Understanding Consumer Decision Making: The Means-End Approach to Marketing and Advertising Strategy

By Thomas J. Reynolds; Jerry C. Olson | Go to book overview
3. Identify specific strategies and tactics based on the information developed in the first two steps, as we did with the previous Justifier segment.
4. Assess and refine the identified tactics and concepts through market research. Further cost — benefit measures of the strategic tactics needed for each segment can provide additional guidance to management.
5. Test the tactics by launching them in pilot markets and measuring customer response.

These five steps recognize that marketing activities are part of a behavioral process that focuses on the consumer. Therefore, consumer responses and reactions must be included explicitly at both the initial, customer-understanding stage of the process and at the final, communication assessment stage. Also, this process recognizes that the best test of marketing activity effectiveness is in the marketplace. The main premise of segmentation is that unless different marketing mixes are to be offered to different segments, segmentation provides no additional benefit to management.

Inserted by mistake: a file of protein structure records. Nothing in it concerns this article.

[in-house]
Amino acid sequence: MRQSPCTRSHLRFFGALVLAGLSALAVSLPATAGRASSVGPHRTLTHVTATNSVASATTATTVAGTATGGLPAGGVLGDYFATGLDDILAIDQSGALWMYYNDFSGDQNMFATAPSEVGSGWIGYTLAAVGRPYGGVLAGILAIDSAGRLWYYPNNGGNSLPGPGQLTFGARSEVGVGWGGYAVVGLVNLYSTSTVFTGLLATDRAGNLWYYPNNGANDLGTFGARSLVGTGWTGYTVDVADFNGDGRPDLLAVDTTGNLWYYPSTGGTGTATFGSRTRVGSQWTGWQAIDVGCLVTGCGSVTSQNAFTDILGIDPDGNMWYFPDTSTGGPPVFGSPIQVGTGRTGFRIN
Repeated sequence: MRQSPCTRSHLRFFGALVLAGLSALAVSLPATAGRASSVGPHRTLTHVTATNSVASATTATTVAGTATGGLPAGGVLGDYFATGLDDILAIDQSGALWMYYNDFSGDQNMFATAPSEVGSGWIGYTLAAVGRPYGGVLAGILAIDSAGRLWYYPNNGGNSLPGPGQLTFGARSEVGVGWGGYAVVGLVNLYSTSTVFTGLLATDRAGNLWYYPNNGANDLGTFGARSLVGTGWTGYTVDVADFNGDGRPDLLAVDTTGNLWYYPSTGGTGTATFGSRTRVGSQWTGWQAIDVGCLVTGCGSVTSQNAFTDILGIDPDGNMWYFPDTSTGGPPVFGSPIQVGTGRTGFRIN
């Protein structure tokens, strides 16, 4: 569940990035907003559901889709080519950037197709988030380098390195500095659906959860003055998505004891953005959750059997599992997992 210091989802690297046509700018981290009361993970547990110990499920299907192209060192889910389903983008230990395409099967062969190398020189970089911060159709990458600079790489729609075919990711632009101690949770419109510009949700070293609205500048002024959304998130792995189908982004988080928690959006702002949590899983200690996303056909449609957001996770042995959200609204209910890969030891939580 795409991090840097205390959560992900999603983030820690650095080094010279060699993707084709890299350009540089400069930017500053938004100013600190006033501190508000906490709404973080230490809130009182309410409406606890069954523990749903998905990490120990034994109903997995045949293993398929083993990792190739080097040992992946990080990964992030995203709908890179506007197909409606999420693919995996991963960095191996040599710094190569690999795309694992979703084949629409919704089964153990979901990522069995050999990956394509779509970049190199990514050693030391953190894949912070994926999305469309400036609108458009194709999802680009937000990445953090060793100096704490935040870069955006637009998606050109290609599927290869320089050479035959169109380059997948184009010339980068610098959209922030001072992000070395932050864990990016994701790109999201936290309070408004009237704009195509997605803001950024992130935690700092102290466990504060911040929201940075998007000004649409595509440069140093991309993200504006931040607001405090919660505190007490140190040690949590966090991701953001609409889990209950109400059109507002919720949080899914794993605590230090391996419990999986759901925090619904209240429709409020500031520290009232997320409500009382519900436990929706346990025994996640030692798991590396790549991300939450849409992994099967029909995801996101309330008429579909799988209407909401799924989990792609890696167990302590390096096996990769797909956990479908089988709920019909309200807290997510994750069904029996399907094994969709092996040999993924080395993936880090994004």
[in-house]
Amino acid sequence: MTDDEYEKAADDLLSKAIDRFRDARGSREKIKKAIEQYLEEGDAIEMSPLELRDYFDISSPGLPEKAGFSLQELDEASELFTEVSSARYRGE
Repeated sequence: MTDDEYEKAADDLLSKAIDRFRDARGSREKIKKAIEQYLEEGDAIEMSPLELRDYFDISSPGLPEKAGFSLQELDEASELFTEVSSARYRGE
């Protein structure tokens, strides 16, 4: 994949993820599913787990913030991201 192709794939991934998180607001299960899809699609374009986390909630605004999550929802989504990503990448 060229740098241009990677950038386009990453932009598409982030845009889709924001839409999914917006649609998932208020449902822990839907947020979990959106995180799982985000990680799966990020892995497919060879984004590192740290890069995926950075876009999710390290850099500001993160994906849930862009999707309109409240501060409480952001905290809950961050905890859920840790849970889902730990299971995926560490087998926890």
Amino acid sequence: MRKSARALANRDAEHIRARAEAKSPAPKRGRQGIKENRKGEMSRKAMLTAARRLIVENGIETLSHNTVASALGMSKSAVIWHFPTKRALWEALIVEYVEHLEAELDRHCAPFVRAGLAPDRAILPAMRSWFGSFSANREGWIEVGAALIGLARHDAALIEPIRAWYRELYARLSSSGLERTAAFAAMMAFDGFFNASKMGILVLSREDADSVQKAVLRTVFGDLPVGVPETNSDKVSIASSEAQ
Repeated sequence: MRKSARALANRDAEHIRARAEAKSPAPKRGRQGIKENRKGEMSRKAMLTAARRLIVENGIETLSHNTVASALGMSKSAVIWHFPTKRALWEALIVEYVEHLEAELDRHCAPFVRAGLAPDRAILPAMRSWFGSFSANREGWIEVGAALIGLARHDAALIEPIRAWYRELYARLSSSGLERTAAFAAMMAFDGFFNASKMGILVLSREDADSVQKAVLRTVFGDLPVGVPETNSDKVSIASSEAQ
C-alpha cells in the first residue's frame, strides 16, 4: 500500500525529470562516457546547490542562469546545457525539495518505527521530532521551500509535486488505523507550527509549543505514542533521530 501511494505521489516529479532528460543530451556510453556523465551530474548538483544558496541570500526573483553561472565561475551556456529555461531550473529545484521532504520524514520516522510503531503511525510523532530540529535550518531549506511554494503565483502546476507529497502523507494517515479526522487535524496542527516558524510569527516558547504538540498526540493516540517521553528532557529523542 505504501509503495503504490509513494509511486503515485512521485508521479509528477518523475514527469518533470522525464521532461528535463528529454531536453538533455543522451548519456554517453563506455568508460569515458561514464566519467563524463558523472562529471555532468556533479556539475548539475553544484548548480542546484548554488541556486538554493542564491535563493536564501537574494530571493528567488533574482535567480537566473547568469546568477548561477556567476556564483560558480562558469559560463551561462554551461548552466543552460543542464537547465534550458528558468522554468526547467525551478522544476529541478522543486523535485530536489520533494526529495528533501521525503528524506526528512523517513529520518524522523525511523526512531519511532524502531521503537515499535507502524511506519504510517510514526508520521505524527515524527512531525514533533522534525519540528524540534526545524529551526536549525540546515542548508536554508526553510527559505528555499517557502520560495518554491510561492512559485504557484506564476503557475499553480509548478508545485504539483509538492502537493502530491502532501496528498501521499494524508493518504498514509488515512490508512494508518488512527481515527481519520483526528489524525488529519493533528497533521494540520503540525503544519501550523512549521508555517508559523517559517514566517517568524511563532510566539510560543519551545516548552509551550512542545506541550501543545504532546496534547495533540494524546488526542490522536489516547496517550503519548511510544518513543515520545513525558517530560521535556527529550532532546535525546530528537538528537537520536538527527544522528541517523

ACKNOWLEDGMENTS

We would like to thank Dwight Smith and Steven J. Westberg for many helpful contributions in preparation of this manuscript.


REFERENCES

Gutman, J. (1982). A means-end chain model based on consumer categorization processes. Journal of Marketing, 46 (2), 60–72.

Gutman, J., & Reynolds, T. J. (1979). An investigation of the levels of cognitive abstraction utilized by consumers in product differentiation. In J. Eighmey (Ed.), Attitude research under the sun (pp. 128–151). Chicago: American Marketing Association.

Olson, J. C., & Reynolds, T. J. (1983). Understanding consumers' cognitive structures: Implications for advertising strategy. In L. Percy and A. Woodside (Eds.), Advertising and consumer psychology (Vol. 1, pp. 77–90). Lexington, MA: Lexington Books.

Petty, R. E., & Cacioppo, J. T. (1986). Communication and persuasion: Central and peripheral routes to attitude change. New York: Springer-Verlag.

Reynolds, T. J., & Gutman, J. (1984). Advertising is image management. Journal of Advertising Research, 24 (1), 27–36.

Reynolds, T. J., & Gutman, J. (1988). Laddering theory, method, analysis, and interpretation. Journal of Advertising Research, 28 (1), 11–31.

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